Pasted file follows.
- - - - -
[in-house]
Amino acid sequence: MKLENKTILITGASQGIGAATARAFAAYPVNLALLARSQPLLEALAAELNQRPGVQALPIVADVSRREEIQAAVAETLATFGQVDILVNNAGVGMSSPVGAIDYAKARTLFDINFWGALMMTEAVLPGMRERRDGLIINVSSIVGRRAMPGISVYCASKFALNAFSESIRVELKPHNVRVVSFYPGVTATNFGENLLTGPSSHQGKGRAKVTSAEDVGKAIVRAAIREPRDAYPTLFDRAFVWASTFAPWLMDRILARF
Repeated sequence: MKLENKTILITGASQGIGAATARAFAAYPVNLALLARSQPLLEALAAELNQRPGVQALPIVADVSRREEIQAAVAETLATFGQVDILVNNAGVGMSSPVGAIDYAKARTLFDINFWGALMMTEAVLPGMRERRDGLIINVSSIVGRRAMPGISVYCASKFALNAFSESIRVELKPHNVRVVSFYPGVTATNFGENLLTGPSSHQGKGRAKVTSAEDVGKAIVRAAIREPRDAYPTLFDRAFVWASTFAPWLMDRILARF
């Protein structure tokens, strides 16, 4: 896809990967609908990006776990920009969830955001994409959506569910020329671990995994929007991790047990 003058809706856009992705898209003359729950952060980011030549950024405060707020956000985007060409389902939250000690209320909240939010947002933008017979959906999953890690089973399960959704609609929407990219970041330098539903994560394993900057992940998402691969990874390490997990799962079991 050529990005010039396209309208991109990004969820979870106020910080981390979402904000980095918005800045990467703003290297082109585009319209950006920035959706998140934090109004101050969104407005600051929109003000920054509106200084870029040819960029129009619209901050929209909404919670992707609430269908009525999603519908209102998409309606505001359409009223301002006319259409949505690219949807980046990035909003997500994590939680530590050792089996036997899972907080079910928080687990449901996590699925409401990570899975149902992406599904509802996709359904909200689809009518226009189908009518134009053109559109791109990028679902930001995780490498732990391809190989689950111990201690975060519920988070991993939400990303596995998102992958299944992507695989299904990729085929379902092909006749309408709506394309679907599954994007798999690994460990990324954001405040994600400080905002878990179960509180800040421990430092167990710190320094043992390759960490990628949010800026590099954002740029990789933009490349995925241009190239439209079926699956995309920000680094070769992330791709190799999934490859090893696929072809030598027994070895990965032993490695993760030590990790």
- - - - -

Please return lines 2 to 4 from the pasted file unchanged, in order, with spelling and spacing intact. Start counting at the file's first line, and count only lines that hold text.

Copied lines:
Amino acid sequence: MKLENKTILITGASQGIGAATARAFAAYPVNLALLARSQPLLEALAAELNQRPGVQALPIVADVSRREEIQAAVAETLATFGQVDILVNNAGVGMSSPVGAIDYAKARTLFDINFWGALMMTEAVLPGMRERRDGLIINVSSIVGRRAMPGISVYCASKFALNAFSESIRVELKPHNVRVVSFYPGVTATNFGENLLTGPSSHQGKGRAKVTSAEDVGKAIVRAAIREPRDAYPTLFDRAFVWASTFAPWLMDRILARF
Repeated sequence: MKLENKTILITGASQGIGAATARAFAAYPVNLALLARSQPLLEALAAELNQRPGVQALPIVADVSRREEIQAAVAETLATFGQVDILVNNAGVGMSSPVGAIDYAKARTLFDINFWGALMMTEAVLPGMRERRDGLIINVSSIVGRRAMPGISVYCASKFALNAFSESIRVELKPHNVRVVSFYPGVTATNFGENLLTGPSSHQGKGRAKVTSAEDVGKAIVRAAIREPRDAYPTLFDRAFVWASTFAPWLMDRILARF
């Protein structure tokens, strides 16, 4: 896809990967609908990006776990920009969830955001994409959506569910020329671990995994929007991790047990 003058809706856009992705898209003359729950952060980011030549950024405060707020956000985007060409389902939250000690209320909240939010947002933008017979959906999953890690089973399960959704609609929407990219970041330098539903994560394993900057992940998402691969990874390490997990799962079991 050529990005010039396209309208991109990004969820979870106020910080981390979402904000980095918005800045990467703003290297082109585009319209950006920035959706998140934090109004101050969104407005600051929109003000920054509106200084870029040819960029129009619209901050929209909404919670992707609430269908009525999603519908209102998409309606505001359409009223301002006319259409949505690219949807980046990035909003997500994590939680530590050792089996036997899972907080079910928080687990449901996590699925409401990570899975149902992406599904509802996709359904909200689809009518226009189908009518134009053109559109791109990028679902930001995780490498732990391809190989689950111990201690975060519920988070991993939400990303596995998102992958299944992507695989299904990729085929379902092909006749309408709506394309679907599954994007798999690994460990990324954001405040994600400080905002878990179960509180800040421990430092167990710190320094043992390759960490990628949010800026590099954002740029990789933009490349995925241009190239439209079926699956995309920000680094070769992330791709190799999934490859090893696929072809030598027994070895990965032993490695993760030590990790």